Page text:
Chasing Homer

László Krasznahorkai, trans. from the Hungarian by John Batki. New Directions, $19.95 (96p) ISBN 978-0-8112-2797-1
Krasznahorkai’s strange and engrossing novella (after Baron Wenckheim’s Homecoming) reads like a Jean-Claude Van Damme movie dreamed up by Beckett and Kafka. Killers with an unknown motive are chasing the narrator, who has become by necessity an autodidact of survival skills, through Croatia along the Adriatic Coast. At a tourist bar in Korčula, holed up after being chilled to the bone by ominous gusts of the “Bora,” the hero overhears a tour guide convince a couple to let him lead them on a tour of Mljet, a small island believed by its inhabitants to be the true location of Odysseus’s sojourn with Calypso, and follows them there. The hero’s account up to this point has been filled with reports of fast, chaotic, unpredictable movement to ward off the hunters, and of pledges to resist the animalistic pleasures in life, which would lead to doom, but at Korčula, something changes. Batki’s translation exquisitely captures the grace underlying the hero’s frenetic mindset (“I must plunge, from the edge of a moment right into its midst, just like some Moby-Dick, or a dying butterfly between two flower petals”), as do the vignettes scored by free jazz drummer Szilveszter Miklós for each chapter (accessible via QR codes that appear in the text). Whether on a large canvas or small, Krasznahorkai never ceases to impress. (Nov.)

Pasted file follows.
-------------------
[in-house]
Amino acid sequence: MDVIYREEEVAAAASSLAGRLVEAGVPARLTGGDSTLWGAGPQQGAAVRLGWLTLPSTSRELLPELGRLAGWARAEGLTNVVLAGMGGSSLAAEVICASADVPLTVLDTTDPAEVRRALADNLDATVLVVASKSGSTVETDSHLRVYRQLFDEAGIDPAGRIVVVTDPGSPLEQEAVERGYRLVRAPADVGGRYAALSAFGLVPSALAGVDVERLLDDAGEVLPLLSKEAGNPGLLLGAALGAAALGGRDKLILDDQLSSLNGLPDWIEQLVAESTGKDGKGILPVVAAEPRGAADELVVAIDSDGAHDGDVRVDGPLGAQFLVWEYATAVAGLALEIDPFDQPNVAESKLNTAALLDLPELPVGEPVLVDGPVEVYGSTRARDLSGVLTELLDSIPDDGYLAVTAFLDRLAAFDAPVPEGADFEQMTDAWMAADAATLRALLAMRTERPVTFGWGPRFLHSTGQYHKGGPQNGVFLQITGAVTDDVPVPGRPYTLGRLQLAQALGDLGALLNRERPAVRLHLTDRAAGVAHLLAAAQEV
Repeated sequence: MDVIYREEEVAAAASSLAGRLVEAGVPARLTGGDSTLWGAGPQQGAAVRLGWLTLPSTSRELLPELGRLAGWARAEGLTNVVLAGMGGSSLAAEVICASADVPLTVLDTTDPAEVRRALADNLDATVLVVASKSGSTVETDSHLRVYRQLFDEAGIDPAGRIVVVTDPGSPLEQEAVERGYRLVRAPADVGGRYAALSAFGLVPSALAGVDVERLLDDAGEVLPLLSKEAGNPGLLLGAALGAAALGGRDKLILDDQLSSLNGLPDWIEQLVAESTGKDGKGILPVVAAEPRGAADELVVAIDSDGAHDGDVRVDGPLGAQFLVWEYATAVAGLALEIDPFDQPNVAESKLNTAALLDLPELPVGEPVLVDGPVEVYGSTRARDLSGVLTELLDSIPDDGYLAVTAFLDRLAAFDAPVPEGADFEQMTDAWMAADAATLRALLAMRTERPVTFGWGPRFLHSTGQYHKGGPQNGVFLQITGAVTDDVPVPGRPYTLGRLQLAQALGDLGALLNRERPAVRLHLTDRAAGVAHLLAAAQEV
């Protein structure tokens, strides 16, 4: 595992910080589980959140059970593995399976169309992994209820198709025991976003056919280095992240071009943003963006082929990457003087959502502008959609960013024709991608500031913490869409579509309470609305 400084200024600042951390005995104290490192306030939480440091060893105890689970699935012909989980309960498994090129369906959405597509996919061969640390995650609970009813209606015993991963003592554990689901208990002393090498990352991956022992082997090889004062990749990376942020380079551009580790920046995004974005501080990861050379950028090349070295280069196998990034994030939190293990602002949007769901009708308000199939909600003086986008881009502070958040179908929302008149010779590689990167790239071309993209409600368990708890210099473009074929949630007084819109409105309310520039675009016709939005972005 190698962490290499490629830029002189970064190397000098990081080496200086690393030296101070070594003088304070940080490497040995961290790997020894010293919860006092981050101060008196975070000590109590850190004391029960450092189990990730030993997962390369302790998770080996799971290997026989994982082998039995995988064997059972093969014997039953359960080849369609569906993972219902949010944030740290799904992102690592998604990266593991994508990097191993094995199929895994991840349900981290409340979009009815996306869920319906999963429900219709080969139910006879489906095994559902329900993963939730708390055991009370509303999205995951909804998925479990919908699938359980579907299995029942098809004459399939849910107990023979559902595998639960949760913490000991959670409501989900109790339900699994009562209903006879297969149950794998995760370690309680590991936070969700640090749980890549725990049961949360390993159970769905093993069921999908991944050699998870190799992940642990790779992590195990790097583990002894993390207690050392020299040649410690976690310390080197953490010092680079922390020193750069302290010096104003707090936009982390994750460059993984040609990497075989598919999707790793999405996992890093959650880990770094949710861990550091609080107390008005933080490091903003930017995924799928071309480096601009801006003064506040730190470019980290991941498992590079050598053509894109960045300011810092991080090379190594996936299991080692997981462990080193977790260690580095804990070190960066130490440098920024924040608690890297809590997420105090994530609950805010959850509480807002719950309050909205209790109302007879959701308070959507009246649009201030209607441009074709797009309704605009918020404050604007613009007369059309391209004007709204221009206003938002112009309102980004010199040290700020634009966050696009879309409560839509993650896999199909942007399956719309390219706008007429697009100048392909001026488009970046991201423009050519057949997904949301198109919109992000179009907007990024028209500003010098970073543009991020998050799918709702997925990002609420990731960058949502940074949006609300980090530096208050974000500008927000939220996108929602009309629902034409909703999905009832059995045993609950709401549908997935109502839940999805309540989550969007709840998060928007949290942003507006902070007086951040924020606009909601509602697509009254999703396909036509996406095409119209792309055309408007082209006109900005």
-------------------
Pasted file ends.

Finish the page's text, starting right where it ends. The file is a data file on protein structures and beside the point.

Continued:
Reviewed on : 08/04/2021
Release date: 11/02/2021
Genre: Fiction
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